JLT Specialty's Mining team has published a risk bulletin on the mining sector in Indonesia providing insight into the short and long term outlooks for the country's coal industry.
Here are a few of the findings related to coal within the bulletin:
The outlook for Indonesia's coal miners is positive in the short term. According to BMI Research, a unit of Fitch Group, Indonesia will increase production by an average 3% annually from 2016 to 2020.
Indonesia’s domestic demand for coal was 25% of production in 2016 (up from 15% in 2013), and this level is anticipated to rise in the next five years. The reason for the increase is the government's plan to invest in power infrastructure over the next decade. In June 2016, Indonesia's Ministry of Energy and Mineral Resources issued the 2016-2025 electricity supply business plan which outlined plans to achieve 99.7% electrification by 2025. The plan expects coal to make up 60% of the fuel mix for the country's total capacity of 90.5GW by the end of 2019.
Although coal usage may have fallen in the US (by 15% in 2015) and in Europe on account of growing political commitments to cleaner forms of energy, in many emerging markets it is still the cheapest and most abundant form of power. The region of Southeast Asia alone has nearly 400 new coal fired power plants in the pipeline; the majority are in rapidly growing Southeast Asian economies such as Vietnam, Thailand, and Malaysia. Japan is also pushing ahead with more coal fired plants to replace nuclear power plants.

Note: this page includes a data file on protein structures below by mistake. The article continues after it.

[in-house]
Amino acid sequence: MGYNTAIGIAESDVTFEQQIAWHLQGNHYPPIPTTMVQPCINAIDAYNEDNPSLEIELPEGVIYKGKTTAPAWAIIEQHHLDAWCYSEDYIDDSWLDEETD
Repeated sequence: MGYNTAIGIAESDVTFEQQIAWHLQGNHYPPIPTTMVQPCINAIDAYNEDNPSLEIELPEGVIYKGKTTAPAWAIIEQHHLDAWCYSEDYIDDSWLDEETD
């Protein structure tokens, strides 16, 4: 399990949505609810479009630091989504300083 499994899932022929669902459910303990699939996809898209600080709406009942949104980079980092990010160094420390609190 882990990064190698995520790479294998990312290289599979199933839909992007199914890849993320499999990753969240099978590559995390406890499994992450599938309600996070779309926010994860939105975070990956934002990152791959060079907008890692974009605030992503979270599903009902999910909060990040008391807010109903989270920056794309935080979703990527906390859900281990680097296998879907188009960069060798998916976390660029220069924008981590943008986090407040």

While other coal producing nations are still struggling with subdued coal prices and in many cases, greater regulatory oversight, Indonesia, with its relatively low costs for production, has an opportunity.
To read the full bulletin, please visit the JLT Specialty Limited website.